4. Extra Medications for Your Pet
Your pet will need at least two weeks to a month of extra medications. If you’re packing for a trip or an emergency, let your vet know. They may be able to provide extras. Make sure your pet’s tag or collar also notes what medications they’re on. And if you can’t get extra medications for your pets, make a list of vets nearby so that you can connect with them in the event that there is an emergency.
5. Copies of Your Pet’s Medical Records
Let’s say you need to drop your pet off at a shelter temporarily. You’ll need copies of your pet’s medical records, which also include their up-to-date vaccine information. Get rabies tags and place them on your pet’s collar. Additionally, consider getting your pet vaccinated for things like kennel cough even if your animals aren’t around other animals; in an emergency, they might be.
6. Current, Printed Photos of Your Pet
What happens if your pet bolts during a bad storm? You want to find them as soon as possible. Make sure you have current, printed photos of your pet with any identifying marks visible. There are even some places that identify pets via recognition. You can upload a picture of your pet and you’ll be able to get notified of any similar pets in the area.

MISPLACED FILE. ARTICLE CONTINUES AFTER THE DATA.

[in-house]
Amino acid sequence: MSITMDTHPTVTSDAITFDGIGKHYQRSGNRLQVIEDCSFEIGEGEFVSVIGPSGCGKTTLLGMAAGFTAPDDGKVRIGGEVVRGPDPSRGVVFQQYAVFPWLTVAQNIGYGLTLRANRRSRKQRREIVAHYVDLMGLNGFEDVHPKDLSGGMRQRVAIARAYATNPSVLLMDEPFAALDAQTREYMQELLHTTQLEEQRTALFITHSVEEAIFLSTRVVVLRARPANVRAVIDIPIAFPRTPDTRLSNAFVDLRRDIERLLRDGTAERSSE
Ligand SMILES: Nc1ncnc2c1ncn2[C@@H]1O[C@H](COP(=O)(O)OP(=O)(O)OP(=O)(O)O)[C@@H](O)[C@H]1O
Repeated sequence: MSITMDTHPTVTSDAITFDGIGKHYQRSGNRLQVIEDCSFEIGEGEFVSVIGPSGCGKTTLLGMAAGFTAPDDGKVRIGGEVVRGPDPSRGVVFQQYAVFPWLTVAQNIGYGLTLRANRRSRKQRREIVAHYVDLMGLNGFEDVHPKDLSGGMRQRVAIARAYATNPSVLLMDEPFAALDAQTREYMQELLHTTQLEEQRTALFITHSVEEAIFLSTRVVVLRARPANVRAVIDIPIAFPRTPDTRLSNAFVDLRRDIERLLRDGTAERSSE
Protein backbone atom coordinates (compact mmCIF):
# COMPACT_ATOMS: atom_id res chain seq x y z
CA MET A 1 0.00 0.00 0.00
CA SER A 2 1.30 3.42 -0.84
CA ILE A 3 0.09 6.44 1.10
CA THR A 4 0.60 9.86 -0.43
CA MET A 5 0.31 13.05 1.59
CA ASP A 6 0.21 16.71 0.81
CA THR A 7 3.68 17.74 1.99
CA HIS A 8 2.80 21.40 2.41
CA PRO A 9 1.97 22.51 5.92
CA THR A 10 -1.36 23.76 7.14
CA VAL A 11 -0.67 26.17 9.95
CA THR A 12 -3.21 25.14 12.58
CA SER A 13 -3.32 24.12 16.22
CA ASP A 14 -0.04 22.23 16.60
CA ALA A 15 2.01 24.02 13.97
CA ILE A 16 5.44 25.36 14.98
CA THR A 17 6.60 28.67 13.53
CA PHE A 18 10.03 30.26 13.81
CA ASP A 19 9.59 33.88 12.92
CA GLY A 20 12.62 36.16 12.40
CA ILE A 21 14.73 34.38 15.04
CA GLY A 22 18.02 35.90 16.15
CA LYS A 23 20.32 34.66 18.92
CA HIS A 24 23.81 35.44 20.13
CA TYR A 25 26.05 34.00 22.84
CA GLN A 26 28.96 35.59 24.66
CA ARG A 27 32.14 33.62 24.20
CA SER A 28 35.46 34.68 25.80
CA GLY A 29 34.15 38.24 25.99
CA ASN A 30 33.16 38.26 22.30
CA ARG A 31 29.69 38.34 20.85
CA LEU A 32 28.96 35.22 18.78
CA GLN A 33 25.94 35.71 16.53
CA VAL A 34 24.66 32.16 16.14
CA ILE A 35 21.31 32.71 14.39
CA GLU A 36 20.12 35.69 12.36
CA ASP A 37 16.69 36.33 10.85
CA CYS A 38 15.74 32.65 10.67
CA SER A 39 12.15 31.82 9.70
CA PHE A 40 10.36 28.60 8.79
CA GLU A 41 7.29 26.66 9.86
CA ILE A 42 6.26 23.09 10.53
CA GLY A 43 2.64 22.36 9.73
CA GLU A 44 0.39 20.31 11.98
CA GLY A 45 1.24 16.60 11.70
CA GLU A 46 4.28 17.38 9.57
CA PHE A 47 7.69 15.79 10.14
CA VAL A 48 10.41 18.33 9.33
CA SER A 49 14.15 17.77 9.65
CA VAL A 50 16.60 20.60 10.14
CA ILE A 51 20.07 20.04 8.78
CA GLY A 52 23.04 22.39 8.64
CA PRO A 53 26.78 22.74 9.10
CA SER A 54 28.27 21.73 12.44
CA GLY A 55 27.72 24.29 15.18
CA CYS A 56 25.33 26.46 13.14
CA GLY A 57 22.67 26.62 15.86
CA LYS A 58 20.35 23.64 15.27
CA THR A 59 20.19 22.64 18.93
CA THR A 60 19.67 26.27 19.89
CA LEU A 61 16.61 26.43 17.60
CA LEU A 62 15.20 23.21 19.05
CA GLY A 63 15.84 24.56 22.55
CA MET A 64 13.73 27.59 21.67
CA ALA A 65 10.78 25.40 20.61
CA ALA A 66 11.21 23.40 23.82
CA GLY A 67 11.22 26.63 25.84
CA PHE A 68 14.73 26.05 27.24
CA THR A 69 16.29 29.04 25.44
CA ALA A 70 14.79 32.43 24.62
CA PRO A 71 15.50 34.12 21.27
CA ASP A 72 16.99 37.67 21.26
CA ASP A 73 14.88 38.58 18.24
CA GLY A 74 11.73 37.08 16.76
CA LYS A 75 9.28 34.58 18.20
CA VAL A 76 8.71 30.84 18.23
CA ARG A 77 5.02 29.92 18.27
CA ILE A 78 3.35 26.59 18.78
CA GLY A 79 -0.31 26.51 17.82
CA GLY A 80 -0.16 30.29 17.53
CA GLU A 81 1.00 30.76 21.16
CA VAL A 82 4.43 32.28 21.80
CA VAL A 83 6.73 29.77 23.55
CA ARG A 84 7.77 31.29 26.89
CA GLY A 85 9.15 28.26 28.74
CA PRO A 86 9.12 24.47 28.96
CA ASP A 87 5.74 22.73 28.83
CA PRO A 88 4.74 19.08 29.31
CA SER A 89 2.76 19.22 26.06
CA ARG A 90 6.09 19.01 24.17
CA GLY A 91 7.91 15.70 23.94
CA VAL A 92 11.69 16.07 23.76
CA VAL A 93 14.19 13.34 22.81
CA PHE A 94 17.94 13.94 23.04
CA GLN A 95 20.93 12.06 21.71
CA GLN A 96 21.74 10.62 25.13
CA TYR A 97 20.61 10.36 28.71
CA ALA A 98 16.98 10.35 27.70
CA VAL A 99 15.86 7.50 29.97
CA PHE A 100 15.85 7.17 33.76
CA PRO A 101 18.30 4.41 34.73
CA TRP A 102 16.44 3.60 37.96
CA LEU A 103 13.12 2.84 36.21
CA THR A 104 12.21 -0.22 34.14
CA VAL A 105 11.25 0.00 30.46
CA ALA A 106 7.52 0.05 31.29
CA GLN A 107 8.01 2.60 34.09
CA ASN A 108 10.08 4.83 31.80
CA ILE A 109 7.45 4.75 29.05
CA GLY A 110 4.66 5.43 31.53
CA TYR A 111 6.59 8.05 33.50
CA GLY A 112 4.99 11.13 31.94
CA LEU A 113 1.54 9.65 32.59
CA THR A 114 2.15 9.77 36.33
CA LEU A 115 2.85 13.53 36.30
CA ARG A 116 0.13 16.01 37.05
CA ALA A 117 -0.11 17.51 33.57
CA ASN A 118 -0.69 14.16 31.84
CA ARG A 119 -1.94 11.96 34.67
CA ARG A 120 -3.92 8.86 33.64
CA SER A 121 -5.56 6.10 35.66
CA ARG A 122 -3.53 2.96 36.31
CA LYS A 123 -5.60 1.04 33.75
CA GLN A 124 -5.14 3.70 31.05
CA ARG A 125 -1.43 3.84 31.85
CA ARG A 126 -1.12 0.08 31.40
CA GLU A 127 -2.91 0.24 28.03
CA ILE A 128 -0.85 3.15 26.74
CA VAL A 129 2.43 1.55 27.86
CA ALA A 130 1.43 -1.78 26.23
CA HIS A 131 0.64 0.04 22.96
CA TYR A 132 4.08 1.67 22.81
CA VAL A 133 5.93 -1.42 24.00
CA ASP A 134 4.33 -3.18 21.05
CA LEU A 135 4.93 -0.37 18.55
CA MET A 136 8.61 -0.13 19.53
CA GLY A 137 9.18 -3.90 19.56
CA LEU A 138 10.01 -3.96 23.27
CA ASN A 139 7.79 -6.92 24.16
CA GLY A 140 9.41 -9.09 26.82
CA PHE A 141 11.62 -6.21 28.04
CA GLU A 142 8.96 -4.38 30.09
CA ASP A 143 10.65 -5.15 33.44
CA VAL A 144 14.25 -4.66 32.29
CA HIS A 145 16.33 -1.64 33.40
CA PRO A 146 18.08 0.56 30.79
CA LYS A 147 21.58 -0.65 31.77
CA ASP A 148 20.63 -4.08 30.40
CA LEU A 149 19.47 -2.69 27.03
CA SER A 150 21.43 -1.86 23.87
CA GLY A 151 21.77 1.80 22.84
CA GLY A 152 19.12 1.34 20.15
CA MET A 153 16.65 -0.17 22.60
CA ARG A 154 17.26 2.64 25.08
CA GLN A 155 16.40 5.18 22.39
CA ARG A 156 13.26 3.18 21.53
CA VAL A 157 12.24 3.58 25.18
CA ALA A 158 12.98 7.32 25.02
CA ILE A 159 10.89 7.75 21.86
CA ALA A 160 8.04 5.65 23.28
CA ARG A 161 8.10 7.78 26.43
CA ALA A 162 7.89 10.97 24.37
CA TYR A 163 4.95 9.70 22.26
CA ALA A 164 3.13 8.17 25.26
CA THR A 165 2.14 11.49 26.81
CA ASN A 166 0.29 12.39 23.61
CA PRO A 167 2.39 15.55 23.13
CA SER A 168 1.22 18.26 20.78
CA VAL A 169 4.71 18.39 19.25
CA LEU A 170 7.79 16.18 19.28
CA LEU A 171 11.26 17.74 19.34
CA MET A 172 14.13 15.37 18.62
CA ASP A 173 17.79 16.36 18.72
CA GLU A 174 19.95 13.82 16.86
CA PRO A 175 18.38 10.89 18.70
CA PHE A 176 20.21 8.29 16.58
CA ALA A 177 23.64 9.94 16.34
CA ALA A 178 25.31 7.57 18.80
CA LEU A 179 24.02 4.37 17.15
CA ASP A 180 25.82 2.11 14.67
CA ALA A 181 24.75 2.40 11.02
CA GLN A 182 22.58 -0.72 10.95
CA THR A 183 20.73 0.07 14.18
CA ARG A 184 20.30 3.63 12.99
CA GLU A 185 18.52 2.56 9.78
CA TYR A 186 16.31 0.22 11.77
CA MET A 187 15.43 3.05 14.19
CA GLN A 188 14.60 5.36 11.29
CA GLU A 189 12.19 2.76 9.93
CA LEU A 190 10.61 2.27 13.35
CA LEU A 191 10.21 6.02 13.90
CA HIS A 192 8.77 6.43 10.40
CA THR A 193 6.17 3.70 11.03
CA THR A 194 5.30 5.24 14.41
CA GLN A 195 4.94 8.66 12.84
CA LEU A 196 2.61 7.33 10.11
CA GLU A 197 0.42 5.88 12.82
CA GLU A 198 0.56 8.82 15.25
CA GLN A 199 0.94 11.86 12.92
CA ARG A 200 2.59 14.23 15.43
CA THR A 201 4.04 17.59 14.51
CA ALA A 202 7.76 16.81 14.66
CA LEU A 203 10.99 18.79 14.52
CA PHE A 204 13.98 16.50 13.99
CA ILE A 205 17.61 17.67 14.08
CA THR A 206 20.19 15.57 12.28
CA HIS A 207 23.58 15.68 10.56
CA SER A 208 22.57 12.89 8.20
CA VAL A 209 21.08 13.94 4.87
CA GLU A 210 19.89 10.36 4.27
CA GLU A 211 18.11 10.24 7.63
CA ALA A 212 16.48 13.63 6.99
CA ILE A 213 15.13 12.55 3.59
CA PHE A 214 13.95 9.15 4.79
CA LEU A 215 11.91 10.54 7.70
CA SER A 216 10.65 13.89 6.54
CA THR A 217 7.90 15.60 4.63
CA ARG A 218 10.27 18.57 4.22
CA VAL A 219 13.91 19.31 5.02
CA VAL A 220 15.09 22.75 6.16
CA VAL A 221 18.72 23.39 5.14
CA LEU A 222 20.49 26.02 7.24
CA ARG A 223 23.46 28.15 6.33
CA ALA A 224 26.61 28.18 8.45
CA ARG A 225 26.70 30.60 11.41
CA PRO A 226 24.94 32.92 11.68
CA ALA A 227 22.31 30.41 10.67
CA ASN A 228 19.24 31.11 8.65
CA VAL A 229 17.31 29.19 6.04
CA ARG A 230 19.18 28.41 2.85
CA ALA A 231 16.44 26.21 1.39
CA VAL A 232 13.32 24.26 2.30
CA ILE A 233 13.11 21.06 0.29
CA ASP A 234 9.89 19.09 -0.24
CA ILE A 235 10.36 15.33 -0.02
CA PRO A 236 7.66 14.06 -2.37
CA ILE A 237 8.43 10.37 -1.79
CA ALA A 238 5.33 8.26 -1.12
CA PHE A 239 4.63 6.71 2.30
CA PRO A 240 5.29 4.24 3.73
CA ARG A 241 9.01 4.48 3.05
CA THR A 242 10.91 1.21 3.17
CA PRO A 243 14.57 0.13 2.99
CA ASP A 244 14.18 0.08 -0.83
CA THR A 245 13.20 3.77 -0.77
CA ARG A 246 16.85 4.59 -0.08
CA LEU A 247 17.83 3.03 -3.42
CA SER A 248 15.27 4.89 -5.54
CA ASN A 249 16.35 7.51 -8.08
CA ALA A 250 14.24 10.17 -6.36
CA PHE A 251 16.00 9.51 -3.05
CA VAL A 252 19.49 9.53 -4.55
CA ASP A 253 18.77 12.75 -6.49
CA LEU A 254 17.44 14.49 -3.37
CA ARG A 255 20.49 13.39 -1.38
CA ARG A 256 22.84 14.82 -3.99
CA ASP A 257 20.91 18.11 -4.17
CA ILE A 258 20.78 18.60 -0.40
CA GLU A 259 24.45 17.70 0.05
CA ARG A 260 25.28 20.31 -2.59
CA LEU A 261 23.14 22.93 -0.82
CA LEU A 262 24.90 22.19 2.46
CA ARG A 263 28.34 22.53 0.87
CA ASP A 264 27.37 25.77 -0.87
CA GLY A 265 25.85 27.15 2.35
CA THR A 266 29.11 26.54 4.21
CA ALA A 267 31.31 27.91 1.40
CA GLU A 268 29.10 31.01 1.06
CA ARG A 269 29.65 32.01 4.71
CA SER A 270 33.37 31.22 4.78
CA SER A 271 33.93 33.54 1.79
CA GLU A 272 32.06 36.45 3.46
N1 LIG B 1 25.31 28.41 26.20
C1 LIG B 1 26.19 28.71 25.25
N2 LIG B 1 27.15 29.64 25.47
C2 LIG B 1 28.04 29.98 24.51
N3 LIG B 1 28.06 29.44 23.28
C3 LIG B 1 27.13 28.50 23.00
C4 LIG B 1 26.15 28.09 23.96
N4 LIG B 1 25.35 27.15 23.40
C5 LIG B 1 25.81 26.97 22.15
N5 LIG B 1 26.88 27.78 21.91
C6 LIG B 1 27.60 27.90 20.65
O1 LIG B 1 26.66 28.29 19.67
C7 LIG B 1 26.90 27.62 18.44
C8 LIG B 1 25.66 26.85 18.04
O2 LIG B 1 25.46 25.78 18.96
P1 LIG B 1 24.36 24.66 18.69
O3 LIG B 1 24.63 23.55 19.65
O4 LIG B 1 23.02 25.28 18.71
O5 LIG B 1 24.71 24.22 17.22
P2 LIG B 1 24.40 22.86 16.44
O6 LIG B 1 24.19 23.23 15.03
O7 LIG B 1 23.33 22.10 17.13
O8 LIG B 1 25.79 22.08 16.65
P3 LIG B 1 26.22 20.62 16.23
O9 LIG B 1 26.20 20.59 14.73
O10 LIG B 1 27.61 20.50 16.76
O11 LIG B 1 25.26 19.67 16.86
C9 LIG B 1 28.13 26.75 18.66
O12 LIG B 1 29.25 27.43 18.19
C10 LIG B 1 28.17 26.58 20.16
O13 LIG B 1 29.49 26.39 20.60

7. Your Pet’s Bed, Toys, and Blankets
To make your pet more comfortable during an incident, pack their bed, toys, and blankets. This will go a long way toward making them feel at home even if everything is otherwise chaotic. A favorite toy goes a long way. You can start packing away their old things in your emergency bag so you aren’t taking away their current objects.
8. A Written Copy of Feeding Schedules and Behavioral Issues
Let’s say you need to leave your pet with a friend or family member. A detailed care schedule and notes can help them take care of your pet, even if you don’t have a lot of time to explain things. Pets can get sick if they’re not kept on their feeding schedules. Don’t just put this in an online document; print it out. You might not be able to print things in an emergency.